Government / Politics

County approves 200-unit development near Hospital Road

Developer John Brigantino pays more than $1 million toward affordable housing and park for new development near the San Benito River

The San Benito County Board of Supervisors on April 25 moved forward with a 200-unit development along 44.4 acres near the eastern bank of the San Benito River, bounded by Hospital Road on the south, Southside Road on the east, and orchards on the northeast and north sides.

Supervisors passed a resolution to adopt an addendum to the Environmental Impact Report (EIR), as well as the findings under the California Environmental Quality Act (CEQA) and California Planning Law of a development agreement concerning the Sunnyside Estates project. The project, according to county records, includes a 5.3-acre park and open space. The proposed residential lots would range in size from 5,000 square feet to approximately 13,824 square feet, with the average lot size being approximately 5,800 square feet. The proposed density would be 4.50 dwellings per gross acre.

James Walgren, director of the county’s Resource Management Agency (RMA) said the project was approved in 2016, and that the Planning Commission recommended that the Board of Supervisors approve the development agreement. Shirley Murphy, deputy county counsel, and Nadia Costa, outside special counsel, explained that the applicant, John Brigantino, and county staff were asking the board to memorialize the terms of the project that the Planning Commission had already approved, and to clarify some conditions.

Costa explained that the addendum would provide a stronger enforcement mechanism through various default provisions and some enhancements that Brigantino agreed to concerning the county’s request for affordable housing. Also, Brigantino had agreed to pay $900,000 within five years after the first building permit was issued. Supervisor Jaime De La Cruz asked how the $900,000 would compare to current amounts for low-income housing, wondering how much difference there would be. Cruz believed it had to be more than $1 million. Neither Costa nor Ray Espinosa, county administrative officer, knew what that might be. In fact, Espinosa commented that it was unlikely anyone knew for sure. Cruz said he realized it probably wasn’t logical to compare the two, but wanted to emphasize the importance of moving quickly on impact fees.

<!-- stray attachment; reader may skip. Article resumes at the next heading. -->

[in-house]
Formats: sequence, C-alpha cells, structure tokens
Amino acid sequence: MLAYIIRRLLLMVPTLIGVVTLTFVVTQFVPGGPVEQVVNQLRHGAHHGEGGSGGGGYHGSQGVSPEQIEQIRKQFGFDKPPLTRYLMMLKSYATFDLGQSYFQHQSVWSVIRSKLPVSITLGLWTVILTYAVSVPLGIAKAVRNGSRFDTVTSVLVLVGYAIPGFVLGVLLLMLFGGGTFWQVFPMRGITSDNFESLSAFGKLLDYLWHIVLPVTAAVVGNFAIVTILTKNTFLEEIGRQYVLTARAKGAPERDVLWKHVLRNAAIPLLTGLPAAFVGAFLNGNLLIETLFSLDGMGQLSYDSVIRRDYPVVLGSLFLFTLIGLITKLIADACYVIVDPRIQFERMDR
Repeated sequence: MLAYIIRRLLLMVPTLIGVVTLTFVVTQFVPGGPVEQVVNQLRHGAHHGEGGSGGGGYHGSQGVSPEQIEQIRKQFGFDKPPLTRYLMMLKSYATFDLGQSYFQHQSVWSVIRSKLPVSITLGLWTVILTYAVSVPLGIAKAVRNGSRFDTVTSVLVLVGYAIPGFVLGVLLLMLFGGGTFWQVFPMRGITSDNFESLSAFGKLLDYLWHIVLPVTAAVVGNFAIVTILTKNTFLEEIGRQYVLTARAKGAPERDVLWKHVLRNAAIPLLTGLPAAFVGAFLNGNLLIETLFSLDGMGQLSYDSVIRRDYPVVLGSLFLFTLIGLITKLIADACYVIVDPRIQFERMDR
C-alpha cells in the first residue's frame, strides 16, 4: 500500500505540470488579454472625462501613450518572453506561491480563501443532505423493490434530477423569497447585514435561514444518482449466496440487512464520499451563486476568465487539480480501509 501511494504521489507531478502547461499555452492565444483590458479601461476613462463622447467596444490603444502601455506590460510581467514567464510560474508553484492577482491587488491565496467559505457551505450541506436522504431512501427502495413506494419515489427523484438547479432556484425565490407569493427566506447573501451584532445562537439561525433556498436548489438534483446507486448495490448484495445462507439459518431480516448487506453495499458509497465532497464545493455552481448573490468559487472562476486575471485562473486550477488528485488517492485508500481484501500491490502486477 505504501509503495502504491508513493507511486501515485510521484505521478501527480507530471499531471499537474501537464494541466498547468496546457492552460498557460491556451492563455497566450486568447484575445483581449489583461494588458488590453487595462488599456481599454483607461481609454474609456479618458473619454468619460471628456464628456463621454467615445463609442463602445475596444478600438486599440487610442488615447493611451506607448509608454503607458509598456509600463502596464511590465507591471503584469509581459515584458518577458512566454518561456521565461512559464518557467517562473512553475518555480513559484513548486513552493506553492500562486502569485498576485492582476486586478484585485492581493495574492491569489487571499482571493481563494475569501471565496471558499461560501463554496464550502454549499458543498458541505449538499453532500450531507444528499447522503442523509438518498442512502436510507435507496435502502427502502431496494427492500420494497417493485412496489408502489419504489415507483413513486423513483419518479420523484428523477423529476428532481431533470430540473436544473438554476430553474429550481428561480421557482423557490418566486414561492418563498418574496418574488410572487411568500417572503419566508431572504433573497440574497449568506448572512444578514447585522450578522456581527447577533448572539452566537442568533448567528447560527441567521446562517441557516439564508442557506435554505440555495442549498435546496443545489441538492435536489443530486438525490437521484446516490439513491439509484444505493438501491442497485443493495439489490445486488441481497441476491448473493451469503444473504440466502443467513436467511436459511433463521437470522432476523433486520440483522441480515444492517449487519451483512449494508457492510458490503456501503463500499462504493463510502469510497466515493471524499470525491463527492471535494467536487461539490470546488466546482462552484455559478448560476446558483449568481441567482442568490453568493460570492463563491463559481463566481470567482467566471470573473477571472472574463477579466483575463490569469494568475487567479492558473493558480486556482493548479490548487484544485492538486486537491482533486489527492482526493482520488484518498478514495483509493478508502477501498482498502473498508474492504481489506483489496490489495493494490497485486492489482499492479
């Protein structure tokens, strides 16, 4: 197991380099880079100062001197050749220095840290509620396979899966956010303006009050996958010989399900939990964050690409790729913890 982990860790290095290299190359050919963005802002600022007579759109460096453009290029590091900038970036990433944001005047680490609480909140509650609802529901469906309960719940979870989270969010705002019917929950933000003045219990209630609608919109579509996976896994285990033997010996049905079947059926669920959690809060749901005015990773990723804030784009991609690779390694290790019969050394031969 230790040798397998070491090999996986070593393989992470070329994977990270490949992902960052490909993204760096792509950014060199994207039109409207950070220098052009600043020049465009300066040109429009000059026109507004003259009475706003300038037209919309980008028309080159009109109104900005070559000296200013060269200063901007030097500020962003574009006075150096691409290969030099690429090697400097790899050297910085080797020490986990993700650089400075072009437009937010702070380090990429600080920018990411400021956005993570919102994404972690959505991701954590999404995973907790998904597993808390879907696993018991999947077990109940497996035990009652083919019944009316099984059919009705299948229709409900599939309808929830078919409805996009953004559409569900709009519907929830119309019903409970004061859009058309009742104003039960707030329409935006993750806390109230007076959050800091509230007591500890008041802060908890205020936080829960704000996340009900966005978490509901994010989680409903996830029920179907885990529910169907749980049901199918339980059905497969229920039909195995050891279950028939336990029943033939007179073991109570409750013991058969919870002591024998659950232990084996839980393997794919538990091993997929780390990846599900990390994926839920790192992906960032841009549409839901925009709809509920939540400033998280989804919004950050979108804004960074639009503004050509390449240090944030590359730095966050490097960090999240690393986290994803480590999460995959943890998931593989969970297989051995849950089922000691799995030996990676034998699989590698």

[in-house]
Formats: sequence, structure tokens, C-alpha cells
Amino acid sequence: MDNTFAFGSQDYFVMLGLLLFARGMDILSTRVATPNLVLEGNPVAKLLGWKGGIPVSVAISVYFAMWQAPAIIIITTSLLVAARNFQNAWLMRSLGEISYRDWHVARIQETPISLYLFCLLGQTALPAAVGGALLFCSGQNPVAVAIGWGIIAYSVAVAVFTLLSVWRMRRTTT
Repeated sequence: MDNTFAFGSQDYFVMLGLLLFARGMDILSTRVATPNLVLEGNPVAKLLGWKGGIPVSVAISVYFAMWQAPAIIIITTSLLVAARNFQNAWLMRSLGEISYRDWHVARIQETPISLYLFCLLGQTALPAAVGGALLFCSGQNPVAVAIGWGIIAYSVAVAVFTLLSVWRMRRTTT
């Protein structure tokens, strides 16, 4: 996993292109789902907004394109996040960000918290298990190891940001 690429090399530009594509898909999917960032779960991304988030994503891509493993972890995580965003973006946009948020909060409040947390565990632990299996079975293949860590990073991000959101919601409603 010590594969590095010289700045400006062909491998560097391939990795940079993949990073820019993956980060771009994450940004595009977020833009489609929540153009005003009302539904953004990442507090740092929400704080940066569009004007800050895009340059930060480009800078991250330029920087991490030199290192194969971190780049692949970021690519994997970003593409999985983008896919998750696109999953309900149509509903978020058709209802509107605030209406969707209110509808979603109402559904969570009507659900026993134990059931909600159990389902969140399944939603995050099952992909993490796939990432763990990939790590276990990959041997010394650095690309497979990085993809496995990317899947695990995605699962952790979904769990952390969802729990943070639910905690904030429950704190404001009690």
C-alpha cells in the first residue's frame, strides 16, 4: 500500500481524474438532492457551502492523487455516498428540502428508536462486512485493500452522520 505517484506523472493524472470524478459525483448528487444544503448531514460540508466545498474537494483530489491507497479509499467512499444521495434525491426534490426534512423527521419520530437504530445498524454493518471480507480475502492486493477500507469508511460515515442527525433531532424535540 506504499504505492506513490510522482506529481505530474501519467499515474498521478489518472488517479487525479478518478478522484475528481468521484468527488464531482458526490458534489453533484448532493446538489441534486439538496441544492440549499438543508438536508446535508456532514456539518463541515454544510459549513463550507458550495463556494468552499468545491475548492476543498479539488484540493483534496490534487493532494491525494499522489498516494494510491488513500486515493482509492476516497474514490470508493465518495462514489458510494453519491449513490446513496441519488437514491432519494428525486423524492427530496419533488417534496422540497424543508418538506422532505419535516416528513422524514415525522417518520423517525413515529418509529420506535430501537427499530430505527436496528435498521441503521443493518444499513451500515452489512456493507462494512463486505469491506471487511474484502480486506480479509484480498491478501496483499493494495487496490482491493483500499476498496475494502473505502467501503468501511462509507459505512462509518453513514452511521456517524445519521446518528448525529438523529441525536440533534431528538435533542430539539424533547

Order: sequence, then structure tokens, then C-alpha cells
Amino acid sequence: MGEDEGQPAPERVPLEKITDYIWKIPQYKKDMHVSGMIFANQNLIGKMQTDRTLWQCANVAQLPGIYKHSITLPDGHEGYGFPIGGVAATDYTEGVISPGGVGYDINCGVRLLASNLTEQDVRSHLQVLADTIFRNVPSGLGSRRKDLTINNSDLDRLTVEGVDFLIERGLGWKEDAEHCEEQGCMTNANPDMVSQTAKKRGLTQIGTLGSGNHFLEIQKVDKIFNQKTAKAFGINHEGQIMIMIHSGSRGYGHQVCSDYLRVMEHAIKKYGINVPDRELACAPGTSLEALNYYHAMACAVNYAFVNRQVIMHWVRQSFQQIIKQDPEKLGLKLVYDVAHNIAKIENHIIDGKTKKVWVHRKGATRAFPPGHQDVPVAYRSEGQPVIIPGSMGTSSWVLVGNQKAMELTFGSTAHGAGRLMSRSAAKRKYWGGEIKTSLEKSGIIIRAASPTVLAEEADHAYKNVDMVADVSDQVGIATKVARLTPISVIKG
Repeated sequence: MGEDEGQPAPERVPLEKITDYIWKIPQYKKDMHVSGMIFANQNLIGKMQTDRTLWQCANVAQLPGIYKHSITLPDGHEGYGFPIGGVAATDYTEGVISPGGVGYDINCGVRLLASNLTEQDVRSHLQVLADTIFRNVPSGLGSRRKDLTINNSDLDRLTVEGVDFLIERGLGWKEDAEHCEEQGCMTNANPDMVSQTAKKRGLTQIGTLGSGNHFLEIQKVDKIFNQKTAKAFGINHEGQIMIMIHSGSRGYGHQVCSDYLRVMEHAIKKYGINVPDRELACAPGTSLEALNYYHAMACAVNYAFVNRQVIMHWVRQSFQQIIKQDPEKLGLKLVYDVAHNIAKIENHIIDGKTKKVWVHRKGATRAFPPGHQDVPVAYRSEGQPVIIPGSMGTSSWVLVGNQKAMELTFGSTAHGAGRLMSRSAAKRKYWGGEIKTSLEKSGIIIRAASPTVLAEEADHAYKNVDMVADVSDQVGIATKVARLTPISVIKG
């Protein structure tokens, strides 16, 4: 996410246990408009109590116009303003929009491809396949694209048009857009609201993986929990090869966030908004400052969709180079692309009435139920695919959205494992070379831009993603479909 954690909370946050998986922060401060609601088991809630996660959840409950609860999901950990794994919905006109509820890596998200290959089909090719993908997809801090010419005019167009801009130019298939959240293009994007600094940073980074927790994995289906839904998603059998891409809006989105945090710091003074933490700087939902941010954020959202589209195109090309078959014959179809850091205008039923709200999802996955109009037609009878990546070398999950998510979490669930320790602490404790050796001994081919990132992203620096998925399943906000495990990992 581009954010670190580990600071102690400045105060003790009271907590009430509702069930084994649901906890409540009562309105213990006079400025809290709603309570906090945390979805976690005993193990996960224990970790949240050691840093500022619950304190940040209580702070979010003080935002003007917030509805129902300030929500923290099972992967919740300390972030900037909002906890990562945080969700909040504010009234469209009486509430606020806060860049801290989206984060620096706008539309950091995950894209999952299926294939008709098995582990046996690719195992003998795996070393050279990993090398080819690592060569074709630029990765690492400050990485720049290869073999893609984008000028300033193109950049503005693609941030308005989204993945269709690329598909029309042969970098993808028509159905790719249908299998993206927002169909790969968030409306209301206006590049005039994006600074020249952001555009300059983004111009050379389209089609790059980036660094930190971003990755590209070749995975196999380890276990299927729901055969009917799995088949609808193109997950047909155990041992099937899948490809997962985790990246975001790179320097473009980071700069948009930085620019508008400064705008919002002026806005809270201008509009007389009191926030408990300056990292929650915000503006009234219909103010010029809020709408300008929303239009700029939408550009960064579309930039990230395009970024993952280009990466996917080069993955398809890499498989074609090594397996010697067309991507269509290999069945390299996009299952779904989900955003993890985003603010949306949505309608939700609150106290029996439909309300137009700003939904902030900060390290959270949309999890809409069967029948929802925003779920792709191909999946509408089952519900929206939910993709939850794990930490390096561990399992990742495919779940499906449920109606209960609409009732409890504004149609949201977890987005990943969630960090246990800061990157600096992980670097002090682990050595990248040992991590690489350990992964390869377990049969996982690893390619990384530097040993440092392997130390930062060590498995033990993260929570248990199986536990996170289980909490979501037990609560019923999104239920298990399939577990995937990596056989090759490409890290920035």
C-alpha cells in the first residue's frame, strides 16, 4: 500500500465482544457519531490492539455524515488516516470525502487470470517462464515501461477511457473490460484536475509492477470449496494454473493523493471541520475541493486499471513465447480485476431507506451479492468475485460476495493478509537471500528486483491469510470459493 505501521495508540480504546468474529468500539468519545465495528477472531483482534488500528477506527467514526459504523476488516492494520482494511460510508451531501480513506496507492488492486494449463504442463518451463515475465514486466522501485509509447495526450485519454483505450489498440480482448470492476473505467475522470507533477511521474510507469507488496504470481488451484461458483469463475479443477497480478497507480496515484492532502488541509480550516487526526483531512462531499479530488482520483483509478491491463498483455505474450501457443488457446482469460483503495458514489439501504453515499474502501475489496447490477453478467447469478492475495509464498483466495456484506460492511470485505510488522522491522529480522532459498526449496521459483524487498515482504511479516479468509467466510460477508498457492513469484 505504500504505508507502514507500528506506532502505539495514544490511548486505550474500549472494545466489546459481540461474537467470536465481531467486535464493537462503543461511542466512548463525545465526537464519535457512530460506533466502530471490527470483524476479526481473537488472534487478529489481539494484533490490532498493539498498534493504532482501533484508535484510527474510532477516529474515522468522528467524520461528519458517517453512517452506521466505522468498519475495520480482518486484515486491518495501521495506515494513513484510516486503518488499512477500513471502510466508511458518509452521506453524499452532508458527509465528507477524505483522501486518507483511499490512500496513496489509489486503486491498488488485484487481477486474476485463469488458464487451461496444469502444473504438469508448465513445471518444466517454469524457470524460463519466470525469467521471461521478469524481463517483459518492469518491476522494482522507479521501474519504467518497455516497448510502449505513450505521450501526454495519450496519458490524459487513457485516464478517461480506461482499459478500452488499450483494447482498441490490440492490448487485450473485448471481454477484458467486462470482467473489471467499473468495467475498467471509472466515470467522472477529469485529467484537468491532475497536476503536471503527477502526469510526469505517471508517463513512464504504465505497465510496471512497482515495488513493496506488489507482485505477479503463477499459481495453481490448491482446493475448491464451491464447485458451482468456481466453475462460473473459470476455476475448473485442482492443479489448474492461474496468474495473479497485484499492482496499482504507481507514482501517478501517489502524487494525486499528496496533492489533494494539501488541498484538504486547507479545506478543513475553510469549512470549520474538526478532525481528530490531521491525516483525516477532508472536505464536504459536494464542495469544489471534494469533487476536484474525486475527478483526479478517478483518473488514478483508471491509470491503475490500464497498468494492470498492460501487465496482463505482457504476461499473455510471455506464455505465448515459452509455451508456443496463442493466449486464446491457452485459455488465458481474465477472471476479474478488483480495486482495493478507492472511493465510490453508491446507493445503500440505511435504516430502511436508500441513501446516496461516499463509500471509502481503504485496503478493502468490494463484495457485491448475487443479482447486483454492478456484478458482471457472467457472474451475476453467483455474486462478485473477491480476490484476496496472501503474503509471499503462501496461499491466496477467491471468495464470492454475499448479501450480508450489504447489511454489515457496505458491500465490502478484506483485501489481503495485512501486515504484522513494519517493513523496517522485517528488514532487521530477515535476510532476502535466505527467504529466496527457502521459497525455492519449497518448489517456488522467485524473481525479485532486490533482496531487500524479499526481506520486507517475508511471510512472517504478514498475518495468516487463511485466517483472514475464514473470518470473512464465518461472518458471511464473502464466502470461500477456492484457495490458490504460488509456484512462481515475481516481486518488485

Supervisor Anthony Botelho said he had issues with the project because there were no accommodations for affordable housing. He said staff had worked with the developer to reach a consensus, which happened late in the project. Botelho said he was concerned about locking in impact and development fees at today’s costs if the project would not be built out 10 years from now.

De La Cruz asked if the development agreement had a trigger mechanism to adjust for inflation. Costa responded that the affordable housing fee is vested via USDA because the payments were initially voluntary because the county did not have a mechanism in place.

“This (agreement) reaffirms that they are not vesting into any other impact fees, so they will pay whatever impact fees are in place at the time of building (permit) issuance,” Costa said.

Muenzer asked if there were a requirement for a homeowners’ association (HOA). Costa said she believed there would be a requirement for an HOA to deal with private improvements to the site. Muenzer said every subdivision needs to have an HOA that remains even after the last house is built. De La Cruz asked her if the roads would be public or private because he wanted to make sure the project would not be a gated community. She said there were indications that there would not be a gate. De La Cruz wanted written assurance that there would be no gate.

Muenzer commented that subdivisions will often offer the roads within the developments to the county, but the county does not accept them, creating ambiguity whether they’re public or private roads. He said that if the county accepted the roads, then the gate would not be an issue. He asked Thompson if the county should go ahead and accept the roads. She told him she wasn’t sure if the county should adopt a blanket rule of accepting roads. Muenzer said he was just talking about the Sunnyside Estates project. Costa said it’s normal practice for the developer to offer the roads, but it was her understanding that the county was not going to accept them. Costa said the county has not yet approved the final map and the board normally makes a decision about the roads when the map is approved. She said even if the board does not accept the roads, it has the legal right to rescind its decision and accept the roads. De La Cruz insisted that wording be added to guarantee there would never be any gates.